Improving federal health data transparency for policymakers and the public
We worked with the Centers for Medicare & Medicaid (CMS) to provide officials, researchers, and consumers with an enhanced ability to identify ownership of nursing home facilities, improving transparency in healthcare. By leveraging data sets and improving the user interface and experience, we used digital modernization solutions to provide industry regulators and the public with information that reinforces accountability, promotes healthcare quality improvement, and increases consumer choice.
Effective data management is key to mission delivery. To better understand this process and the importance of data transparency, we had a dialogue with two ICF experts who have worked in federal health IT for most of their careers and are among our senior digital modernization experts. Karen Holloway, ICF senior vice president and chief market innovation and strategy officer for our federal agency clients, and Patrick McConnell, ICF senior vice president of scaled delivery services, share insights inspired by our work with CMS to make nursing home facility data publicly available.
ICF: How are we supporting CMS in its efforts to make nursing home ownership data available to the public?
Karen: We completely redesigned data.cms.gov to make it easier to find data sets in real-time—including the quickly changing ownership of many facilities—and introduced tools to analyze that data. So this is a big step forward.
Patrick: It really is. Now that the data is out there and we’ve made it accessible, we’re going to see it showing up on healthcare and insurer’s sites. And, other government sites now have the ability to ingest and include it. Facility ownership, which can frequently change, is an especially important metric as it allows regulators and policymakers to hold facilities accountable. This data will allow any person, but especially Medicare beneficiaries, to learn answers to questions like: What nursing homes are in my area? How far are they from me? What services do they provide? Who are they owned by? What is the track record for that company?
ICF: How did families and other stakeholders investigate and understand the care their loved ones were receiving before, and how will it change with this new tool in place?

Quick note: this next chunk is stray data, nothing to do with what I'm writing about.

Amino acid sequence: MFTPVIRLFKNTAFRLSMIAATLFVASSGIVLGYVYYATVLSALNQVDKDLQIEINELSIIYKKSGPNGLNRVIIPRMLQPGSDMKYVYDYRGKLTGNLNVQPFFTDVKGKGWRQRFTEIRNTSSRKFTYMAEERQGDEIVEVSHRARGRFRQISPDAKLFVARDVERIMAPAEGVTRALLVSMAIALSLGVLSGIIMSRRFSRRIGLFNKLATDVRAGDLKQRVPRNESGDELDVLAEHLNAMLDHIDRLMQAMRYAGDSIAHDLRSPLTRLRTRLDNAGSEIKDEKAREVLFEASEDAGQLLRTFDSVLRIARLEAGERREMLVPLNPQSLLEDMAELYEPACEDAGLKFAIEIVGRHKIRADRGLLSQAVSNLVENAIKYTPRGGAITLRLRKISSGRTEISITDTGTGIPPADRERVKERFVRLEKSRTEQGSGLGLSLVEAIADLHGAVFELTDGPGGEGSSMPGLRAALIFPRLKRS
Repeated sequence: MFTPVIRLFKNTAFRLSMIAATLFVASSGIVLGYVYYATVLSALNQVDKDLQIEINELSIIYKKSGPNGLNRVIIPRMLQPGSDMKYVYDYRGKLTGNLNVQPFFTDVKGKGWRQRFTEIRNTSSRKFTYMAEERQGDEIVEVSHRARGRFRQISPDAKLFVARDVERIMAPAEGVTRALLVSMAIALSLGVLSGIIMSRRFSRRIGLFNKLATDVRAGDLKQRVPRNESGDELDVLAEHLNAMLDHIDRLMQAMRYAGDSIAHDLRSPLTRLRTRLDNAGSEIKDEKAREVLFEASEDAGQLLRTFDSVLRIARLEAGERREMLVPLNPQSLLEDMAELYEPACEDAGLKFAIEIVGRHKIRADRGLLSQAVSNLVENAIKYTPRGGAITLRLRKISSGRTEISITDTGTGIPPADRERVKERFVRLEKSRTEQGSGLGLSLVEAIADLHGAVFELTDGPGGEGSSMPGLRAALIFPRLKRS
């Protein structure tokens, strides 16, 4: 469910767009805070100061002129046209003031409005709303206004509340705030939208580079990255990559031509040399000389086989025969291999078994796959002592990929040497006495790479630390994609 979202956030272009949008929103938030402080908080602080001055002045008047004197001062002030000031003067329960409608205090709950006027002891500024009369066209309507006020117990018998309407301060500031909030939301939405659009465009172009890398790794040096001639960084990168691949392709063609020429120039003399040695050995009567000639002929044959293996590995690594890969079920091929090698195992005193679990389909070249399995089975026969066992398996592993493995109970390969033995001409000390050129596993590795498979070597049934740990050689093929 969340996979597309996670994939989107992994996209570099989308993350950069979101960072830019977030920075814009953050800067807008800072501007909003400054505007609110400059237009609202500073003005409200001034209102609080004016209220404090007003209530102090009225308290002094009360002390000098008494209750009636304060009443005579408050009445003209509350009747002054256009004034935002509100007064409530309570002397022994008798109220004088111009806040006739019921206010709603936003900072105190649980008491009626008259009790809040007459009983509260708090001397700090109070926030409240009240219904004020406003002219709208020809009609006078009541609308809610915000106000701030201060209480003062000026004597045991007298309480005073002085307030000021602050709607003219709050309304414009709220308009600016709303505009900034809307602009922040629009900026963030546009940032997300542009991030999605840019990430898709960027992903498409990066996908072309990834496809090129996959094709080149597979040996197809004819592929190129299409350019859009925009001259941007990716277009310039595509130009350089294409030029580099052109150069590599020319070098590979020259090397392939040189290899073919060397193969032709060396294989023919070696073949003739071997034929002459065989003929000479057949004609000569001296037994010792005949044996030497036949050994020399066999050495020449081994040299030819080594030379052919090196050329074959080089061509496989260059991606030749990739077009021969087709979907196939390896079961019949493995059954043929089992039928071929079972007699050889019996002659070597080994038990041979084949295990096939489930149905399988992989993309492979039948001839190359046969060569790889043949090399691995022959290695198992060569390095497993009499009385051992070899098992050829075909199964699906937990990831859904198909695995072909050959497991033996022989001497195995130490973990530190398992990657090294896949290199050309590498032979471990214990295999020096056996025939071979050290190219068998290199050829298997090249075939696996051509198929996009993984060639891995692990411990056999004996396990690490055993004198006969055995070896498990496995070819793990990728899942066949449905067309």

Karen: In 2016, my family was in the unfortunate position of having to put my mother into a skilled nursing facility that could meet her needs. I was looking for data that would help me understand the various choices for care facilities—and it was difficult to track down or feel confident about it. There were old reports that were published as static PDFs, and I wanted to find metrics on state inspections, reports of abuse or neglect, staffing ratios, complaints, and more. As we toured facilities, we were desperate for this information so we could make an informed decision. With this new tool, everything is transparent and accessible, with the added bonus of analysis, all in one place.
ICF: What are some common data challenges federal health agencies face, and what approaches work best to create solutions?
Patrick: Within digital modernization, data management is an important challenge for many agencies. As consumers, we are quick to research a product and seek out reviews. Federal agencies want to empower people to be able to do the same for federal health services, but there are varying challenges. Legacy systems often lack the operating environments required for robust data reporting or to meet the evolving needs of users. Security is another important factor—especially for health agencies—as transparency must be balanced with the protection of sensitive user data. When it comes to creating solutions for these challenges, it’s important to develop robust technologies that meet current user needs, incorporate change management training, provide mission-critical security, and increase oversight efficiency.
ICF: Why should agencies make this data publicly available?
Karen: Developing a system for acquiring and releasing data to the public helps agencies achieve transparency goals. In the case of CMS, this data release specifically helps advance the Biden-Harris Administration’s Action Plan for Protecting Seniors by Improving Safety and Quality of Care in the Nation’s Nursing Homes. By making data publicly available, individuals can have a more transparent view of health services—everything from quality of care to trends to costs. Additionally, healthcare providers and policymakers now have newly available and up-to-date information that allows them to improve consumer choice and hold companies accountable to standards.
ICF: How does ICF play a role in this modernization work?
Patrick: Using ICF’s open-source frameworks and open standards increases our ability to rapidly support complex data management projects with agile development capabilities and leading technologies. With both accuracy and robust analysis front-of-mind, our team of experts deployed premiere digital modernization solutions to advance the needs of CMS and provide actionable insights, including a new consumer-friendly interface that displays information in ways that are both easy to search and understand.
Data modernization doesn’t just make things faster for data analysts—it eases decision-making, increases transparency, and streamlines processes for everyone, from policymakers to customers. Embracing it with a partner that has a deep bench of capabilities and history of industry-specific experience makes the process smoother and the results more robust, delivering a better experience that increases everyone’s confidence in your systems.